But I would label Halleck’s as a ‘serious’ rosé, that is, it ticks off all the things a pink wine should be: light, crisp, floral, refreshing, with light berry fruit notes, but strong enough to pair with a variety of foods, from salad to steak. This 100% zinfandel rosé is produced Provencal style, says Halleck, meaning the grapes are grown to become rosé and are not just a by-product of red wine production — known as the saignée (or ‘bleeding off’) method — which is used by many California winemakers. This cold glass of rosé was just the ticket on this warm summer day in Southern California. Could Zin-based rosés be the future in the warming climate of California? Halleck is betting on it.

LA Wine Writers luncheon at aoc with Halleck wines
Halleck lived in Kenya for three years, and ate at Indian restaurants, which paired their savory curry-based dishes with  Alsatian whites. This was his influence for his dry Gewurtztraminer, which was voted #1 white wine by the Press Democrat and at the California State Fair (see all of Halleck’s awards).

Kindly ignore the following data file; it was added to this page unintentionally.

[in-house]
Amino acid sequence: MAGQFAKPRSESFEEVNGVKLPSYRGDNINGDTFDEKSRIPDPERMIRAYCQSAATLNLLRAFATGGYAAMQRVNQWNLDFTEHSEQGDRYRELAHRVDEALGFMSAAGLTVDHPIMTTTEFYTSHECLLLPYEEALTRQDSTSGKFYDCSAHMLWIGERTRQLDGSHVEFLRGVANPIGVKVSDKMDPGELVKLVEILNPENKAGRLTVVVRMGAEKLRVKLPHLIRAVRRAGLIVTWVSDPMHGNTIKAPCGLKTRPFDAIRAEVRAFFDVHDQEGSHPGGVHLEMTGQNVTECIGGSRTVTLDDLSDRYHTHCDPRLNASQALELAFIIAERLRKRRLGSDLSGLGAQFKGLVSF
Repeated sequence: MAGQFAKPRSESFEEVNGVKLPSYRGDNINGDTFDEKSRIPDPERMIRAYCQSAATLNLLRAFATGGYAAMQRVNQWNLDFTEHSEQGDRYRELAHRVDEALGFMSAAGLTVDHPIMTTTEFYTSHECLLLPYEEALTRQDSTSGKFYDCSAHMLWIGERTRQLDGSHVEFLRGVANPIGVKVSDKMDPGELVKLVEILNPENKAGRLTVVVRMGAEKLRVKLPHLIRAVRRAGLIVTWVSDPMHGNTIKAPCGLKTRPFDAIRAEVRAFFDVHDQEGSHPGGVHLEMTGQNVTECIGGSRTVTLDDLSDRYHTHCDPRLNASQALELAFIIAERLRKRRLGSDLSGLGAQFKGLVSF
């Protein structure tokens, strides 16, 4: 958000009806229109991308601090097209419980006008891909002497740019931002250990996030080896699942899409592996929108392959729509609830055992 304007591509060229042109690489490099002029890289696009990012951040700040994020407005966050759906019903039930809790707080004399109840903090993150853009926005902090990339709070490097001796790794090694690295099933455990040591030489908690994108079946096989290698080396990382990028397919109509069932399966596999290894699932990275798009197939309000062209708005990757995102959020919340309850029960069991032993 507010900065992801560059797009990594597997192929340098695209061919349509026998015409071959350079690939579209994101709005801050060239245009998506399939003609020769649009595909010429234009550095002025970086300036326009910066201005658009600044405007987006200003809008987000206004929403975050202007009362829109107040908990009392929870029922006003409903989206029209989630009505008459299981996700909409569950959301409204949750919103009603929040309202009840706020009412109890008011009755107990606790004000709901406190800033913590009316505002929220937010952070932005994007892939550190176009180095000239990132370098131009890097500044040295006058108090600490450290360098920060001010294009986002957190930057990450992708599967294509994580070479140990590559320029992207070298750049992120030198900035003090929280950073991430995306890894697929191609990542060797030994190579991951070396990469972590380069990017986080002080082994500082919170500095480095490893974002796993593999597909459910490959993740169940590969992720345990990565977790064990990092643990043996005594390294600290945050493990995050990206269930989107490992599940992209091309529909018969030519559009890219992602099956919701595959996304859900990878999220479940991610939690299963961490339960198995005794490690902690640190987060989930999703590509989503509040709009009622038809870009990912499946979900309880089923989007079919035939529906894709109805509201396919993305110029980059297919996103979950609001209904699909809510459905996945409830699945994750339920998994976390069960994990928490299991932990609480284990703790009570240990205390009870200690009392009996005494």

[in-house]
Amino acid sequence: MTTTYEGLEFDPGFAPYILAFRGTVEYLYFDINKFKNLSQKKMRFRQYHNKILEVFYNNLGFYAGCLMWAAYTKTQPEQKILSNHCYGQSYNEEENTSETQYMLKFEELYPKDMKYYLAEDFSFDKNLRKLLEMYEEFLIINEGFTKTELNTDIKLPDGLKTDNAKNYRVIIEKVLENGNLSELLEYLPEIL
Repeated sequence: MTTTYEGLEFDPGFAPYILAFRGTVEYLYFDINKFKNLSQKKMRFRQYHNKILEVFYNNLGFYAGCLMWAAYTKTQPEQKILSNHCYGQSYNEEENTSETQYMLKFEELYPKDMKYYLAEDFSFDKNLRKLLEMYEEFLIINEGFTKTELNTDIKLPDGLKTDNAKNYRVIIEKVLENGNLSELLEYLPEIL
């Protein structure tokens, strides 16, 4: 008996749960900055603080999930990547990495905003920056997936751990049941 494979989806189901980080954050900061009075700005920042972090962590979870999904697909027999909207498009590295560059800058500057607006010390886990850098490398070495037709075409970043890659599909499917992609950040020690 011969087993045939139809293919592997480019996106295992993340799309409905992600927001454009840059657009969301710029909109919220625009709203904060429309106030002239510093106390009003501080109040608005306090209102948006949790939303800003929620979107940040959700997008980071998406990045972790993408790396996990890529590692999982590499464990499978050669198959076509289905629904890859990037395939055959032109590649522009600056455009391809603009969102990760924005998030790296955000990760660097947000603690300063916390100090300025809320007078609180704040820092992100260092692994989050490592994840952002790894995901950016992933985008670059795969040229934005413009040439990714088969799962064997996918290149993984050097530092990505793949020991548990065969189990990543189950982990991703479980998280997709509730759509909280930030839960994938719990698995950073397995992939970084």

The first food-wine paring was Halleck’s 2021 Calandrelli Vineyard Dry Gewurtztraminer, served with a savory butter lettuce salad with heirloom tomatoes, Jimmy Nardello (Italian origin) peppers, alorena (from Spain) olives, paprika and buttermilk dressing. Wow, this was a satisfying pairing, and Ms. Styne, a certified sommelier, chose wisely.
I usually have a hard time liking Gewurtz wines, as I find they are often too floral and sometimes “soapy,” but this one has subtle floral notes that matched the floral notes in the salad, including the olives.
My first thought was this could be my Thanksgiving wine this year, and Mr. Halleck chimed in that this is his fastest-selling wine, which sells out in October for the Thanksgiving holiday. Halleck’s wine club seems to know a good turkey-pairing wine!
Halleck wines and food at AOC

Next was Halleck’s savory 2021 Little Sister Sauvignon Blanc paired with white bass with summer squash, green harissa, cream and hazelnut dukkah, which was dreamy.

By this point in the luncheon, I was thinking “why have I not heard of Halleck before now? These are seriously good wines!”
Halleck says his inspiration for this wine is white Sancerre, with its “hint of cat pee” and stainless steel fermentation. However, he does put 30% of the juice in neutral oak, lets it sit for 6 weeks, and blends it back in, imparting a soft creaminess to the wine, which is my kind of Sauvignon Blanc. Just delicious.